Forget Millennials. Is Your Business Ready for Video Natives?

They’re more likely to share an Instagram Story than send an email. They own Snapchat Spectacles and aren’t shy to wear them. Day after day, week after week, they document their lives in HD video and upload to friends, colleagues and even customers. They think YouTube is old school.

Meet the planet’s first generation of “Video Natives.” They’re some of the youngest members of the digitally-savvy millennial cohort—and they’re more comfortable making and consuming digital video than any other generation in history.

The first wave of Video Natives were born in the late ‘90s. They came of age on Snapchat, spending their teenage age years honing skills before turning their video virtuosity to other platforms.

The result is that communicating via video is second nature for this generation: this includes consuming video from all the usual suspects (YouTube, Facebook, et al.) but also self-broadcasting video of themselves. In fact, it’s this broadcasting element—continuously producing content, not just consuming it—that’s the real difference maker.

And just like the current generation of “social media natives” has changed how business engage with customers, this new generation of Video Natives will come with its own set of challenges and rewards for companies. Here’s a look at how businesses can keep pace.

Forget what you think you know about video

It goes without saying that Video Natives have a preference for video over other channels. Sixty-two percent of millennials prefer to watch a video from a company rather than read something, for instance. They learn by video. And they’re even starting to ditch texting altogether in favour of sharing quick Snaps with friends.

But whether they’re producing or consuming video, Video Natives crave authenticity: short, casual videos resonate more than over-produced, big-budget vids. For businesses, this means that while high production value still has its place, it’s key to embrace video as a more casual, everyday communication tool, as well.

Salesforce’s how-to videos on YouTube, for example, are just screen captures with a voiceover: a low-budget way to communicate with an audience eager to engage with video. Hubspot has a whole YouTube channel dedicated to Q&As with expert staff members. Slack’s customer testimonial video is mostly talking heads filmed at their desks. The takeaway message: Now that everyone has an HD camera in their pocket, it’s time to take a cue from the VideoNatives and democratize video creation.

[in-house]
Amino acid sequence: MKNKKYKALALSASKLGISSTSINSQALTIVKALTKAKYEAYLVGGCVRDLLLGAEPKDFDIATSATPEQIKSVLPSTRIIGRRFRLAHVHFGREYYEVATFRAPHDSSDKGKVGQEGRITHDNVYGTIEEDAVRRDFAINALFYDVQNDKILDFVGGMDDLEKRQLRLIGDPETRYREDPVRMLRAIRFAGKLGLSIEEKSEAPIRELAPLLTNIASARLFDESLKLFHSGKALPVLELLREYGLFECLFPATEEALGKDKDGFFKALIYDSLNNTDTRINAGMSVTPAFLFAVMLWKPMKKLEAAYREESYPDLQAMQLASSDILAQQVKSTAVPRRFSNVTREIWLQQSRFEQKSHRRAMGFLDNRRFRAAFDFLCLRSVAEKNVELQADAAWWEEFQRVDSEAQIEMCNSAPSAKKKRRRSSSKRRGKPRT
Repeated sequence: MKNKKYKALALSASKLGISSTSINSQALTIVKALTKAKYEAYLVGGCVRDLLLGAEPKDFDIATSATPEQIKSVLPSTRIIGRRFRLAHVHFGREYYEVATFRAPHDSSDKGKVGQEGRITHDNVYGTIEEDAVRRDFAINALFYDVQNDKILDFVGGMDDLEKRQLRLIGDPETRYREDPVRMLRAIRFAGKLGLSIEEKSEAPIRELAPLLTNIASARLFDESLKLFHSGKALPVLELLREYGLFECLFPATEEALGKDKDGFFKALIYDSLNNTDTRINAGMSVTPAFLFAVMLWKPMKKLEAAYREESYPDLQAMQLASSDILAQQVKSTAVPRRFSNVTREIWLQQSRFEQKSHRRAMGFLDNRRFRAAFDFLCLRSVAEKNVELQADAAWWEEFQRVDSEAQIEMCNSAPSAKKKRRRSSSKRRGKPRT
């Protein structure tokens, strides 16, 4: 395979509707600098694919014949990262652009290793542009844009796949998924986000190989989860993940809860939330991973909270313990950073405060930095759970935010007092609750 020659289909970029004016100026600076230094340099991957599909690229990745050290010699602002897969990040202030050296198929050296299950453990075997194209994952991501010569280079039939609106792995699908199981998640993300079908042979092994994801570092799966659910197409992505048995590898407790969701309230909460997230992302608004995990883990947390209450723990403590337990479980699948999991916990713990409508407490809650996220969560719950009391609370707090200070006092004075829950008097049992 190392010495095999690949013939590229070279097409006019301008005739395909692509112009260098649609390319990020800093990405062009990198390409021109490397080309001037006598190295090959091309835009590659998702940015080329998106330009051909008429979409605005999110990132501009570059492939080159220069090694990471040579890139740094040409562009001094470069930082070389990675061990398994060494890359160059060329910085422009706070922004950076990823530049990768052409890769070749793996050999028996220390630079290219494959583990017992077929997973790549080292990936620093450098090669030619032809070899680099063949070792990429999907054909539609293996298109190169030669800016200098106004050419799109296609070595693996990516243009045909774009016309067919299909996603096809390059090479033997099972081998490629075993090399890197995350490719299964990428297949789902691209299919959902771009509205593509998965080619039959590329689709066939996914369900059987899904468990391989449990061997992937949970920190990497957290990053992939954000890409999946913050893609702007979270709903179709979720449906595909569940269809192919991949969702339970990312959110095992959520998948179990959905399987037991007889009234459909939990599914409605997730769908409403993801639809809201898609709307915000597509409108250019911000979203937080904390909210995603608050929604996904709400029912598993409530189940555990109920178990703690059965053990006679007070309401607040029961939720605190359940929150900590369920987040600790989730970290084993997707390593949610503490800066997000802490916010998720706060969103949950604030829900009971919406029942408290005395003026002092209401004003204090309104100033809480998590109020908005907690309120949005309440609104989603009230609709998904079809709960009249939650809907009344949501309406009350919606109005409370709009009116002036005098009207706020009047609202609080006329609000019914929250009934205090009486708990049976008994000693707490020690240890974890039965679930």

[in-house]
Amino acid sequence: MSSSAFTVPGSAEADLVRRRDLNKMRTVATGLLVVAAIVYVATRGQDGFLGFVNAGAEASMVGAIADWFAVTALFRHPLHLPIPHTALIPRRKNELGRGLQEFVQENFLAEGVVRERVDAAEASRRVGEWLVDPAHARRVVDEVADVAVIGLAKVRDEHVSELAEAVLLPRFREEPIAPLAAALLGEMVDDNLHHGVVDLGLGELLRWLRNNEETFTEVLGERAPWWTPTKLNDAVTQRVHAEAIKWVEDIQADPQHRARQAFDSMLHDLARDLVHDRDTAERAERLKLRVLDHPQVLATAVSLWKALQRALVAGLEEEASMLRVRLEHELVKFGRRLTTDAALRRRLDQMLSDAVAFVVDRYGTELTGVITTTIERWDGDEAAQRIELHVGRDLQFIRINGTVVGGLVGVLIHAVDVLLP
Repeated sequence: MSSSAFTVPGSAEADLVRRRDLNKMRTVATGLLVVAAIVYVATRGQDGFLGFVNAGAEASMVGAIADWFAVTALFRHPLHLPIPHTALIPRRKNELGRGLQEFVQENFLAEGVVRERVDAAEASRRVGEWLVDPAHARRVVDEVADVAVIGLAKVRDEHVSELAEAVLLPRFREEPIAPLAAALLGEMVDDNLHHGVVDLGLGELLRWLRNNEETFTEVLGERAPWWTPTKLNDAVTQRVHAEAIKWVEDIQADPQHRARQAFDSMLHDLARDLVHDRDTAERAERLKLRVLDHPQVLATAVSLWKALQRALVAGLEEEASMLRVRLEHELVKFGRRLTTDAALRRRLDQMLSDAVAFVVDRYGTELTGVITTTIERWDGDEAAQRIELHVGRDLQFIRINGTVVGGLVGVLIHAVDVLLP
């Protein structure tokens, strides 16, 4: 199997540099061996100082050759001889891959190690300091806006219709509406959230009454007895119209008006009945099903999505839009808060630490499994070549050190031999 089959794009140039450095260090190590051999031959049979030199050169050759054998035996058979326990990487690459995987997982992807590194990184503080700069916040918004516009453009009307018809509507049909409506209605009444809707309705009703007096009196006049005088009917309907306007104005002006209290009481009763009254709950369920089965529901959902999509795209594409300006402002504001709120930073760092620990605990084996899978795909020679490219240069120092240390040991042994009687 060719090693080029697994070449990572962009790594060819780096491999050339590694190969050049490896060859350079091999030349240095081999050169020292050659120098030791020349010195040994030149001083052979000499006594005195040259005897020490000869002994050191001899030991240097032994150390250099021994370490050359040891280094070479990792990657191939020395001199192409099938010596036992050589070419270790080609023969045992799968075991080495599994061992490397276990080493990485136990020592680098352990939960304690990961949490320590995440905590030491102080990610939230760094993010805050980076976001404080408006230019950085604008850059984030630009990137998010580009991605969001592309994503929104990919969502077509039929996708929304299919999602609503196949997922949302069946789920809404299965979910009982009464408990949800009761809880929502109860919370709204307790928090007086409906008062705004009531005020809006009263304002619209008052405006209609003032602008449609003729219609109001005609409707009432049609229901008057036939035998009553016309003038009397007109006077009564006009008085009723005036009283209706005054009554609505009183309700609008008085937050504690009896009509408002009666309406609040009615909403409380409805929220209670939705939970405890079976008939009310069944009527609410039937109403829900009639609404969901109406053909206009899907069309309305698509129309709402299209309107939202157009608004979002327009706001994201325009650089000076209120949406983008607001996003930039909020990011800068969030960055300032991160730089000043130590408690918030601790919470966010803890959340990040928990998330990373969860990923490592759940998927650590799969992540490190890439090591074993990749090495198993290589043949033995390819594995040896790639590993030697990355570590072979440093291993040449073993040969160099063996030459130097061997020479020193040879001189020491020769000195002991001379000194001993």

Find VideoNatives in their natural habitat

If Video Natives are the audience you want to reach (and you should want to reach them—these are young professionals with disposable income), you’ve got to go where they are.

Critically, Video Natives tend to “let content find them” via apps and social feeds, rather than going out and aggressively searching for it. This represents a significant departure from the previous generation of digital pioneers, for whom the search engine was the first stop for content hunting. In other words, you might have the best SEO in the world, but still be virtually invisible to Video Natives.

So how do you actually find your way onto Video Natives’ feeds on social media? This starts not with any technical gimmickry or optimization, but with creating video that people actually want to click on and share. That means content that entertains, informs and surprises… just delivering a sales pitch doesn’t cut it. SolarWinds is a great example of a company doing it right. Though they deal in IT management software (which isn’t always the most clickable topic), they’ve built a highly engaging Instagram feed featuring videos of funny product tutorials, sidekick bracket competitions and relatable #ITProblems.

Rethink workplace communication

The Video Native wave also has real implications on how we communicate inside the workplace. At Vidyard, VideoNatives (who make up about half of our staff) are more likely to fire off a quick video to coworkers or clients than to spend time drafting out the perfect email—and I think that’s a good thing. At the same time, video is an invaluable way to bridge the divide for remote workforces: a mounting priority now that nearly half of Americans spend some time working from home.

Personally, I’ve also adopted this approach at an executive level, sending out monthly video dispatches to my entire team of nearly 200 employees. It’s a clickable way to get the message out and offers a chance to show a human side while sharing complex ideas. Deeper still, the right analytics tools mean I can see exactly how many people are watching and engaging—something very difficult to do via email or even in an in-person presentation.

One important caveat: Though Video Natives may be the most avid video users now, the medium’s appeal transcends any one age group. One-third of all online activity is currently spent watching video, a figure that’s rising fast. Just as social media started with a young, digitally savvy generation and spread outward, we’re all slowly but surely becoming honorary Video Natives. For businesses, shifting focus to video means future-proofing for a world where text is fast becoming an afterthought—for all of us.